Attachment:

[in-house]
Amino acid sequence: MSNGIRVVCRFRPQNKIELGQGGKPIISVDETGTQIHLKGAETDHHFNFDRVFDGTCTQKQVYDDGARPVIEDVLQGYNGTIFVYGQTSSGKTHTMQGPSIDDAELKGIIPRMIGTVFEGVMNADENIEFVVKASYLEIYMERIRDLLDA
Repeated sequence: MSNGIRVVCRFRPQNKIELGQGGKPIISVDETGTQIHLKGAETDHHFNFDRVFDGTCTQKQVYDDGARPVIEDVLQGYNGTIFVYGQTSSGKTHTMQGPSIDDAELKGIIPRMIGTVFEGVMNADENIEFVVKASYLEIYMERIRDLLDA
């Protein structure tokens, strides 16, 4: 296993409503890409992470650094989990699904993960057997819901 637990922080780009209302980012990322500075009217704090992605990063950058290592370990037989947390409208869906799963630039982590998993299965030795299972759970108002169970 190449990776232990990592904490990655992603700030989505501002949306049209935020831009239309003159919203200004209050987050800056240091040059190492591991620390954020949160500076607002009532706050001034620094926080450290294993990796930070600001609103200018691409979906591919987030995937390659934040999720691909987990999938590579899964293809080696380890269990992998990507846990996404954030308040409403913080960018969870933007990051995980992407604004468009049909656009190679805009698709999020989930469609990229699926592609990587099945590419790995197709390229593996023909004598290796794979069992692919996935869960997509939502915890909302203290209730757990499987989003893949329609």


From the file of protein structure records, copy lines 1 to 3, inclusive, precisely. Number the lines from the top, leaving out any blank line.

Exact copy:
[in-house]
Amino acid sequence: MSNGIRVVCRFRPQNKIELGQGGKPIISVDETGTQIHLKGAETDHHFNFDRVFDGTCTQKQVYDDGARPVIEDVLQGYNGTIFVYGQTSSGKTHTMQGPSIDDAELKGIIPRMIGTVFEGVMNADENIEFVVKASYLEIYMERIRDLLDA
Repeated sequence: MSNGIRVVCRFRPQNKIELGQGGKPIISVDETGTQIHLKGAETDHHFNFDRVFDGTCTQKQVYDDGARPVIEDVLQGYNGTIFVYGQTSSGKTHTMQGPSIDDAELKGIIPRMIGTVFEGVMNADENIEFVVKASYLEIYMERIRDLLDA